- Hallmark’s new Hanukkah movie “Eight Gifts of Hanukkah” airs December 3 at 8 p.m. ET.
- It follows optometrist Sara Levin, who receives gifts from a secret admirer each night of Hanukkah.
- The glib dialogue and predictable plot are nothing special, but it’s notable as Hallmark’s first entirely Hanukkah-focused movie.
Over the past few years, Hallmark has begun incorporating Hanukkah plotlines into its original Christmas movies with releases such as “Love, Lights, Hanukkah!” (2020), “Holiday Date,” and “Double Holiday” (2019).
Out of Hallmark’s 41 holiday movies this year, “Eight Gifts of Hanukkah” stands out as the channel’s first-ever entirely Hanukkah-focused film.
‘Eight Gifts of Hanukkah’ hits all the clichés of Hallmark’s Christmas movies
Look, if Hallmark were to make any kind of Hanukkah movie, it would be this. There is an inherent cheesiness to their holiday offerings — upon learning the premise, you know exactly what to expect, and it’s part of the appeal. But the movie’s glib dialogue and predictable plot make “Eight Gifts of Hanukkah” feel indistinguishable from the rest of Hallmark’s Christmas catalogue.
Inbar Lavi stars as Sara Levin, a newly single optometrist reentering the dating world. She juggles several suitors while dodging her ex at Jewish Community Center committee meetings to plan a “Mazel Ball” Hanukkah dance. Meanwhile, her childhood best friend, Daniel Myers (Jake Epstein of “Degrassi: The Next Generation”), secretly pines for her.
On each night of Hanukkah, a thoughtful gift appears on Sara’s doorstep from a secret admirer. While the film attempts to plant some red herrings about who the mystery man could be, it doesn’t take much detective work to figure out. While I found the identity of the suitor to be blindingly obvious (in fact, he is revealed to the audience halfway through the movie), I was genuinely surprised by his eighth gift.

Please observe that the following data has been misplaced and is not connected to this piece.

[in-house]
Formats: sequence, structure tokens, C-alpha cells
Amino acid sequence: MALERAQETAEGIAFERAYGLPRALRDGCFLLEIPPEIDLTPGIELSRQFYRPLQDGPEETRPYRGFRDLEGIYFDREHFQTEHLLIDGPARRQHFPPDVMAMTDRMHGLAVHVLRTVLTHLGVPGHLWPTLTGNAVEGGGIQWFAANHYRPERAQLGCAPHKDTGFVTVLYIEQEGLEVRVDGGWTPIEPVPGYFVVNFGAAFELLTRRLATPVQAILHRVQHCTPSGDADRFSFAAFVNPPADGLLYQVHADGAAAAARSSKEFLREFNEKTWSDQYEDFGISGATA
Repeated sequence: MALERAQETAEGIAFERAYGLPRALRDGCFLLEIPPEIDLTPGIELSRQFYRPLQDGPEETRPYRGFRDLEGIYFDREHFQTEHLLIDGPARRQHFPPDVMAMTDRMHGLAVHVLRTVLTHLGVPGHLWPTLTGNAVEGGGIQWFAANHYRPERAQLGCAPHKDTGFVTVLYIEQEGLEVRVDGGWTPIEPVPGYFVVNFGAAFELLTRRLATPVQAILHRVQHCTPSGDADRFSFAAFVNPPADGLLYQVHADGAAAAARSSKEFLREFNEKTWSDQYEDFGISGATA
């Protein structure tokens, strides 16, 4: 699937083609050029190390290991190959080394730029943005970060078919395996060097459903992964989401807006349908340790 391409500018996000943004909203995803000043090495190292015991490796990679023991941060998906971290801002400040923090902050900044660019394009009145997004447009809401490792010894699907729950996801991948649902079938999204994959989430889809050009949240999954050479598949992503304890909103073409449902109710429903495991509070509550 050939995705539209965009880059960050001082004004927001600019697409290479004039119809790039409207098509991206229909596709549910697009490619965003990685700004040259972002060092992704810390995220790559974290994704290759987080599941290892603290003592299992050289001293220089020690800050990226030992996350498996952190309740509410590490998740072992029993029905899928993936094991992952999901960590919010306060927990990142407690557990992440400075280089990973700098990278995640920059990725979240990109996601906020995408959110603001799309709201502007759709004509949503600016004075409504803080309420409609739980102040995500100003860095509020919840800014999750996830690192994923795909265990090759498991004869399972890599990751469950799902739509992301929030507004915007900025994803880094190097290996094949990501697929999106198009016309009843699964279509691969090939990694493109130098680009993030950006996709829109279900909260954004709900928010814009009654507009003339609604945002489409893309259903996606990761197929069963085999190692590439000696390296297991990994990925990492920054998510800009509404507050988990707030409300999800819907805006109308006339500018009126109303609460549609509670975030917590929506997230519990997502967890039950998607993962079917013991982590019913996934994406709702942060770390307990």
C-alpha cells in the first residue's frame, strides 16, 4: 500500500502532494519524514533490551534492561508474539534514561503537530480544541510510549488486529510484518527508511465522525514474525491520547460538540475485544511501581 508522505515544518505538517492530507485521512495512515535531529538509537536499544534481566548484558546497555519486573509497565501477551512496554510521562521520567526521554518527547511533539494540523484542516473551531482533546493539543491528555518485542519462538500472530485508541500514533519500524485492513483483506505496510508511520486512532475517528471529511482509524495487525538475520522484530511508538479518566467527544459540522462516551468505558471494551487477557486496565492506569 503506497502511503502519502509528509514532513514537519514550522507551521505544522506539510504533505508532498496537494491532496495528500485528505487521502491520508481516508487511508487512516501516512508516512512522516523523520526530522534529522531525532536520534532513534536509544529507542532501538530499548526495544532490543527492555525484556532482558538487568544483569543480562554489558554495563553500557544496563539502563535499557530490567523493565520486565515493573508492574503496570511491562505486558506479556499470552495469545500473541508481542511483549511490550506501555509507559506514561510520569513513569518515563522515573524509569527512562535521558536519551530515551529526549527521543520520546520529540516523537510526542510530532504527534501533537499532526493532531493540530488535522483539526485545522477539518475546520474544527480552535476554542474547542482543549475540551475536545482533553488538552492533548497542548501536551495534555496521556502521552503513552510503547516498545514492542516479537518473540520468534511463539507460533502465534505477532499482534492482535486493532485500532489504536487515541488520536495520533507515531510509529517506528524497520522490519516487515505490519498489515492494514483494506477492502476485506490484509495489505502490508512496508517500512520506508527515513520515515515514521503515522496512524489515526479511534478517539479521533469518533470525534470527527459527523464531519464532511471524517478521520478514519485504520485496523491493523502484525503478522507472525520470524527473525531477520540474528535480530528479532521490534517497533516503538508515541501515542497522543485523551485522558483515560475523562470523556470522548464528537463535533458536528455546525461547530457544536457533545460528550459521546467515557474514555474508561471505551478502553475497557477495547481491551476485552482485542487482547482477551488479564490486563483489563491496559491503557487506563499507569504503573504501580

The film’s Jewish content is accurate but lacks depth
The Jewish cadences feel surprisingly accurate for a Hallmark film. Sara kisses the mezuzah (a ritual item affixed to doorposts of Jewish homes) when she walks through the door of Daniel’s house. She refers to her “bubbe” (Yiddish for grandmother) and questions whether her suitors are “beshert” (Yiddish for “meant to be”). The cast delivers a proper guttural “ch” sound when toasting “L’chaim!” (“to life!”). I particularly loved that Sara’s niece Zoe wants to be a rabbi when she grows up. There is, however, a children’s Hanukkah toy hunt event that feels lifted directly from Easter and a few gratuitous references to pastrami on rye.
Levin and Epstein have great chemistry, breathing moments of life and spontaneity into an otherwise stale script. And Hallmark deserves credit for casting two Jewish actors in roles where Judaism is central to their characters. Films such as “On the Basis of Sex” starring Felicity Jones as Ruth Bader Ginsburg, or “Disobedience” with Rachel McAdams playing a closeted ultra-Orthodox woman, have raised questions about the dynamics of non-Jewish actors in Jewish roles. Comedian Sarah Silverman even went so far as to call the phenomenon “Jewface” on an episode of her podcast in September.
I’m still waiting for a mainstream Hanukkah movie in the same vein as Netflix’s “Happiest Season,” with more complex characters and higher stakes. But as the list of Hanukkah-themed films and TV episodes remains short, “Eight Gifts of Hanukkah” marks a holiday movie milestone that indicates a promising shift towards more diverse stories.